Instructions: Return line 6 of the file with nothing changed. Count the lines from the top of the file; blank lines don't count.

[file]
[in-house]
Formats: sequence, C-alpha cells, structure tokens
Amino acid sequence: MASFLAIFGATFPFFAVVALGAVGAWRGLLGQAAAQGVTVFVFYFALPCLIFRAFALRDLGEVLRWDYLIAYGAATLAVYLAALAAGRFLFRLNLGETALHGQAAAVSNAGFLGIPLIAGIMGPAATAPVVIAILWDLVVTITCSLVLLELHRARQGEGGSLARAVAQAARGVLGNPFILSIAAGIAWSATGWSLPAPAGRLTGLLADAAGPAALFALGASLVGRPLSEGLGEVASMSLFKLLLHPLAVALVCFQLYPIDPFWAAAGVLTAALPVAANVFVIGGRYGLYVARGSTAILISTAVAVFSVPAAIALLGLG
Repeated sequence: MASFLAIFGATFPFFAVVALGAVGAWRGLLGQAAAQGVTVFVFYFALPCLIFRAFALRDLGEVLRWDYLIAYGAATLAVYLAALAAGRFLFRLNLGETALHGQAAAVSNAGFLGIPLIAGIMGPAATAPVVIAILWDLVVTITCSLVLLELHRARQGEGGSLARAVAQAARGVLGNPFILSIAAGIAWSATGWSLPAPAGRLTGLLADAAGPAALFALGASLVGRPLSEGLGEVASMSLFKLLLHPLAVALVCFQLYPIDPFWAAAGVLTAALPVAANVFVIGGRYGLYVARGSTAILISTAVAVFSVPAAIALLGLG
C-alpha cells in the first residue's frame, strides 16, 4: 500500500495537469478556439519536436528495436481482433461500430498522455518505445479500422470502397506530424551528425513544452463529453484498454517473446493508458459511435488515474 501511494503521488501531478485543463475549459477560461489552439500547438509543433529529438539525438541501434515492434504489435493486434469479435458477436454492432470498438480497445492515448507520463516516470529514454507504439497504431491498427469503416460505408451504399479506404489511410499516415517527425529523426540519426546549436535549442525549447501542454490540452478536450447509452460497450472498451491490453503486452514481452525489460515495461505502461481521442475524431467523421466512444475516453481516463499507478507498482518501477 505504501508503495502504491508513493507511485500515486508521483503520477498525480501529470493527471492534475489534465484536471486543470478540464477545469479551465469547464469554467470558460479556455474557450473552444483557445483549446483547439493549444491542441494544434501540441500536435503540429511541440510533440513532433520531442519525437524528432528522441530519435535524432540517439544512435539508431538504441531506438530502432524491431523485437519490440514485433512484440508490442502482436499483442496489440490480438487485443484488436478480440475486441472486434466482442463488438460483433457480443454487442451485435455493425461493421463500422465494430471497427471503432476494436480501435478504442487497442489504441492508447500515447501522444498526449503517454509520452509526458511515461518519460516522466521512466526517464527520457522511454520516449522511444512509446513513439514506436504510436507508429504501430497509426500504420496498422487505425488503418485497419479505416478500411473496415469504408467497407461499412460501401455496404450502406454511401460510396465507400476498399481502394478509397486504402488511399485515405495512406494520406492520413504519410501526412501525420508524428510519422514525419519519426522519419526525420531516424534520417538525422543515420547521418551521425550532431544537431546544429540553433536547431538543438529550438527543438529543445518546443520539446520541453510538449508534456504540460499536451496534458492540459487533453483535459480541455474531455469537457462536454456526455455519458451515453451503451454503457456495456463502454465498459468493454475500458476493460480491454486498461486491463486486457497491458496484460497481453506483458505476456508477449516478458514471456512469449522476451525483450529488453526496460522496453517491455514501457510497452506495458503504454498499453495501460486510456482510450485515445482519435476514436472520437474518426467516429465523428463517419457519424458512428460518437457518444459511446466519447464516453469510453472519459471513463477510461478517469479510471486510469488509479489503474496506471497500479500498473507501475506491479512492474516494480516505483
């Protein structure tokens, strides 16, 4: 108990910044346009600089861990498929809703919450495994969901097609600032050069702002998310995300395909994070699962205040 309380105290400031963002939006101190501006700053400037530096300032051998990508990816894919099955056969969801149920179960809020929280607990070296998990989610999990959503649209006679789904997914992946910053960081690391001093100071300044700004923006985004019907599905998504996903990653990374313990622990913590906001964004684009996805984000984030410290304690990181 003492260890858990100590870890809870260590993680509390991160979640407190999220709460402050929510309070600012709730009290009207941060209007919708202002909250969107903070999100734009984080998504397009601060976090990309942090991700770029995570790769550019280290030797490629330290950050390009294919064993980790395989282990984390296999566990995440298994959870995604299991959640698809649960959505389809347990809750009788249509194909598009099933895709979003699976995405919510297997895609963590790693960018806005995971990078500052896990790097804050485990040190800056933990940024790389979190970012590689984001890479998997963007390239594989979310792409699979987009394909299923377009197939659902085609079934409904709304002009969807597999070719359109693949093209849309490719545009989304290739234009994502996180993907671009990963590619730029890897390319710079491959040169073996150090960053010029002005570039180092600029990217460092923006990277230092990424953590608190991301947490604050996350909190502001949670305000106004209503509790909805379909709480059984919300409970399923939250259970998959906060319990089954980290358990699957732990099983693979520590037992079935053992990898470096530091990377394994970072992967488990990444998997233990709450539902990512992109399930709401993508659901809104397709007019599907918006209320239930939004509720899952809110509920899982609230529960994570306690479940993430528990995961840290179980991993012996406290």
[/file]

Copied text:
């Protein structure tokens, strides 16, 4: 108990910044346009600089861990498929809703919450495994969901097609600032050069702002998310995300395909994070699962205040 309380105290400031963002939006101190501006700053400037530096300032051998990508990816894919099955056969969801149920179960809020929280607990070296998990989610999990959503649209006679789904997914992946910053960081690391001093100071300044700004923006985004019907599905998504996903990653990374313990622990913590906001964004684009996805984000984030410290304690990181 003492260890858990100590870890809870260590993680509390991160979640407190999220709460402050929510309070600012709730009290009207941060209007919708202002909250969107903070999100734009984080998504397009601060976090990309942090991700770029995570790769550019280290030797490629330290950050390009294919064993980790395989282990984390296999566990995440298994959870995604299991959640698809649960959505389809347990809750009788249509194909598009099933895709979003699976995405919510297997895609963590790693960018806005995971990078500052896990790097804050485990040190800056933990940024790389979190970012590689984001890479998997963007390239594989979310792409699979987009394909299923377009197939659902085609079934409904709304002009969807597999070719359109693949093209849309490719545009989304290739234009994502996180993907671009990963590619730029890897390319710079491959040169073996150090960053010029002005570039180092600029990217460092923006990277230092990424953590608190991301947490604050996350909190502001949670305000106004209503509790909805379909709480059984919300409970399923939250259970998959906060319990089954980290358990699957732990099983693979520590037992079935053992990898470096530091990377394994970072992967488990990444998997233990709450539902990512992109399930709401993508659901809104397709007019599907918006209320239930939004509720899952809110509920899982609230529960994570306690479940993430528990995961840290179980991993012996406290």